At any rate, being a major holiday, we can expect visitors to our little city, in our stores and our churches, and we certainly want them to leave feeling good about us. Be sure to smile even if they are strangers — it makes a difference!

I was coming out of Safeway recently, tired, and my pain level with this hip was “way up there.” All I wanted was to get home and flop in my recliner for a while. A gentleman I did not know passed me, and as he was entering the store flashed me a beautiful smile — it could not relieve my pain, but it sure gave my attitude a big lift!

We’re going to be fairly busy from here on out, I think.

• Sunday the Redwoods Family Worship Center will be hosting a special Thanksgiving service at 10:30 a.m., followed with a free Thanksgiving dinner with all the trimmings. The church invites you to attend.

Sunday evening at 5 p.m., there will be a “Soup Surprise and Movie Night.” A beef broth soup is provided, and members are encouraged to bring their favorite ingredients to add to it making it a surprise. The movie will be a surprise as well. All are invited to come and celebrate the beginning of the holidays.

Coastal Voices: Don’t lose sight of what’s good in local health care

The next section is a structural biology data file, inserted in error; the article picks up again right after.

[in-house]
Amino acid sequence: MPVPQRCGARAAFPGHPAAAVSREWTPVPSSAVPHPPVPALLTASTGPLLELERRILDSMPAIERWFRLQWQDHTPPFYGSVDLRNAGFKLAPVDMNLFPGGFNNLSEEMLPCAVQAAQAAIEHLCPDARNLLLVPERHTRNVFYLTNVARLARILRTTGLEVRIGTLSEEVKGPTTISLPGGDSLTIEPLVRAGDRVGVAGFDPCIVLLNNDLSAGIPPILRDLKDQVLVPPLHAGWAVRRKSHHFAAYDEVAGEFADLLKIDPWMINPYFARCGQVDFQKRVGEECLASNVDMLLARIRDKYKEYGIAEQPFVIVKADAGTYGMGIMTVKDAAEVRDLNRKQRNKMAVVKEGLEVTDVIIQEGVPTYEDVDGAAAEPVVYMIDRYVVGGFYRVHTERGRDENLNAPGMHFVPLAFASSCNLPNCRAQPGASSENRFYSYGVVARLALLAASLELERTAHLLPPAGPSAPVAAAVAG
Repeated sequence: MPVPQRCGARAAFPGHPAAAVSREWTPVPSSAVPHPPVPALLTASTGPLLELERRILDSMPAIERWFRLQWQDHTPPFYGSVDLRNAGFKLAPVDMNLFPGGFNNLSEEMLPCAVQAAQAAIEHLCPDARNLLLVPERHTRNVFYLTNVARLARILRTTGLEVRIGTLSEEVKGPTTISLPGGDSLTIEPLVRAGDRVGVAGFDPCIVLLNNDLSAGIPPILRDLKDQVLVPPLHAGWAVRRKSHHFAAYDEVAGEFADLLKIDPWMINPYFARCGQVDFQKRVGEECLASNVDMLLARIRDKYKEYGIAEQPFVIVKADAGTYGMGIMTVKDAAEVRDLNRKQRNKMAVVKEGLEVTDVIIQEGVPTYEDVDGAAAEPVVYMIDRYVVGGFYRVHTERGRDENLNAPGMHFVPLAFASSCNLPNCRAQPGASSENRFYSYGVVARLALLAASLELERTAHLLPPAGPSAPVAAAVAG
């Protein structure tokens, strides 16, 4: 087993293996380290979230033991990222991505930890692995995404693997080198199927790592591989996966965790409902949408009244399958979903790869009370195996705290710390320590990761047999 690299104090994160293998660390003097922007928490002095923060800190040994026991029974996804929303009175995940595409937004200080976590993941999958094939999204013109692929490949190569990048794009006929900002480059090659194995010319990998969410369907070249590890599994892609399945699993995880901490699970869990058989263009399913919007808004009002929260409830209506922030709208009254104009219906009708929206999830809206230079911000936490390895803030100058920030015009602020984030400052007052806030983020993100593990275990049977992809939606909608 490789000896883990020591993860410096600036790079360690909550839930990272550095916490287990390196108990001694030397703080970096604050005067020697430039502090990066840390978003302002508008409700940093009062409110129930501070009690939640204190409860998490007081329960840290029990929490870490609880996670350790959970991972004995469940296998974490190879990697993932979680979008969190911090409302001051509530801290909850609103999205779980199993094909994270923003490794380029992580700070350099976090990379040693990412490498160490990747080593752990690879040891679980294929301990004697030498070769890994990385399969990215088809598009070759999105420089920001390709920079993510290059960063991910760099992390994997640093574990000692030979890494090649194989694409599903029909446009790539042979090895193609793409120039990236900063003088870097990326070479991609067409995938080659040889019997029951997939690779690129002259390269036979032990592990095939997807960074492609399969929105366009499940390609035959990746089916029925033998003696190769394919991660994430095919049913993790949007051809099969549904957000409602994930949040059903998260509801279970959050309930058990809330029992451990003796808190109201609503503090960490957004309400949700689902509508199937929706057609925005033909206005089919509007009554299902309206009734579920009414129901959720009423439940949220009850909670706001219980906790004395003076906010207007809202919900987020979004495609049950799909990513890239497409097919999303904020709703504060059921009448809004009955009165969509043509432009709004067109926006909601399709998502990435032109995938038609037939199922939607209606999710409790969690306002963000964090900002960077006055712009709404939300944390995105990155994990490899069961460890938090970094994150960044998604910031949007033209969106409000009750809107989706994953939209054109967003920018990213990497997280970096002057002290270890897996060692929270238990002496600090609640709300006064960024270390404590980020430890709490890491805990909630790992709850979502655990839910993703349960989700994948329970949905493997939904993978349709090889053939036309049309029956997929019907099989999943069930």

My family and I moved to Eureka in 2003, and I have been practicing radiology at Sutter Coast Hospital since 2005.

I am writing this because there is a lot being said about the problems in medicine, not just here in Crescent City, but all over the country. The reality is that the entire system of health-care delivery needs a major overhaul, and no one has a good solution right now. Talking about these issues is healthy. Dissent is healthy, too, because sometimes thinking outside the box will spur innovation.

However, I do not want the people of Del Norte to lose sight of all the good things we have here.

Often we do not appreciate what is right in our backyard. It is easy to forget how much better things are here than in the big cities. This is certainly true when it comes to medical care.  The proverbial grass isn’t always greener.

I have been working as a radiologist for over 20 years. Over that time, I have had the opportunity to work at major medical teaching centers, HMOs, and large-, medium- and small-sized hospitals. My first choice is Sutter Coast Hospital; both as the place I choose to work and as the place my family prefers to receive medical care.